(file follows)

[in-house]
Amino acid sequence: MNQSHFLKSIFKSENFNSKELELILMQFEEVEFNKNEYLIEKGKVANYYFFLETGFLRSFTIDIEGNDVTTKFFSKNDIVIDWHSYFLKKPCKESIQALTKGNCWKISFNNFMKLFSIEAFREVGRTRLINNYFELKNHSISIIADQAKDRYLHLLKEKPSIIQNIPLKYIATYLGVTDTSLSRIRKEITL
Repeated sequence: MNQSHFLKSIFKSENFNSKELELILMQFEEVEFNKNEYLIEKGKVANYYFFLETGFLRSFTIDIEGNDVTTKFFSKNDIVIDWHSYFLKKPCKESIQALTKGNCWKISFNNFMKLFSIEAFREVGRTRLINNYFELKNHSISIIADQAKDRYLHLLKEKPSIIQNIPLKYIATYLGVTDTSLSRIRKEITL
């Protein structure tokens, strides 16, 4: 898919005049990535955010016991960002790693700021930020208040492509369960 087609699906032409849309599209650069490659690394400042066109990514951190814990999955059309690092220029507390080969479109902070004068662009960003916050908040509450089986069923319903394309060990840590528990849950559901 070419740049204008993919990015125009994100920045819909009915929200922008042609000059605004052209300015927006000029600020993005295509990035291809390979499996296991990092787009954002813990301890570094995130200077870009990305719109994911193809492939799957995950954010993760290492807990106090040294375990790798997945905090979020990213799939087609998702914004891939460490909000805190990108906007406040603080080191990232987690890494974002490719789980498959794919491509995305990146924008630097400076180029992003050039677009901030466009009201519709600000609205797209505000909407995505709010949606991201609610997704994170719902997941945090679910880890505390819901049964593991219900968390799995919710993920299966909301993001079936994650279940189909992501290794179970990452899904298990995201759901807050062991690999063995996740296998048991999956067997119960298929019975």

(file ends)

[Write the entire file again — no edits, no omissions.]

[in-house]
Amino acid sequence: MNQSHFLKSIFKSENFNSKELELILMQFEEVEFNKNEYLIEKGKVANYYFFLETGFLRSFTIDIEGNDVTTKFFSKNDIVIDWHSYFLKKPCKESIQALTKGNCWKISFNNFMKLFSIEAFREVGRTRLINNYFELKNHSISIIADQAKDRYLHLLKEKPSIIQNIPLKYIATYLGVTDTSLSRIRKEITL
Repeated sequence: MNQSHFLKSIFKSENFNSKELELILMQFEEVEFNKNEYLIEKGKVANYYFFLETGFLRSFTIDIEGNDVTTKFFSKNDIVIDWHSYFLKKPCKESIQALTKGNCWKISFNNFMKLFSIEAFREVGRTRLINNYFELKNHSISIIADQAKDRYLHLLKEKPSIIQNIPLKYIATYLGVTDTSLSRIRKEITL
């Protein structure tokens, strides 16, 4: 898919005049990535955010016991960002790693700021930020208040492509369960 087609699906032409849309599209650069490659690394400042066109990514951190814990999955059309690092220029507390080969479109902070004068662009960003916050908040509450089986069923319903394309060990840590528990849950559901 070419740049204008993919990015125009994100920045819909009915929200922008042609000059605004052209300015927006000029600020993005295509990035291809390979499996296991990092787009954002813990301890570094995130200077870009990305719109994911193809492939799957995950954010993760290492807990106090040294375990790798997945905090979020990213799939087609998702914004891939460490909000805190990108906007406040603080080191990232987690890494974002490719789980498959794919491509995305990146924008630097400076180029992003050039677009901030466009009201519709600000609205797209505000909407995505709010949606991201609610997704994170719902997941945090679910880890505390819901049964593991219900968390799995919710993920299966909301993001079936994650279940189909992501290794179970990452899904298990995201759901807050062991690999063995996740296998048991999956067997119960298929019975």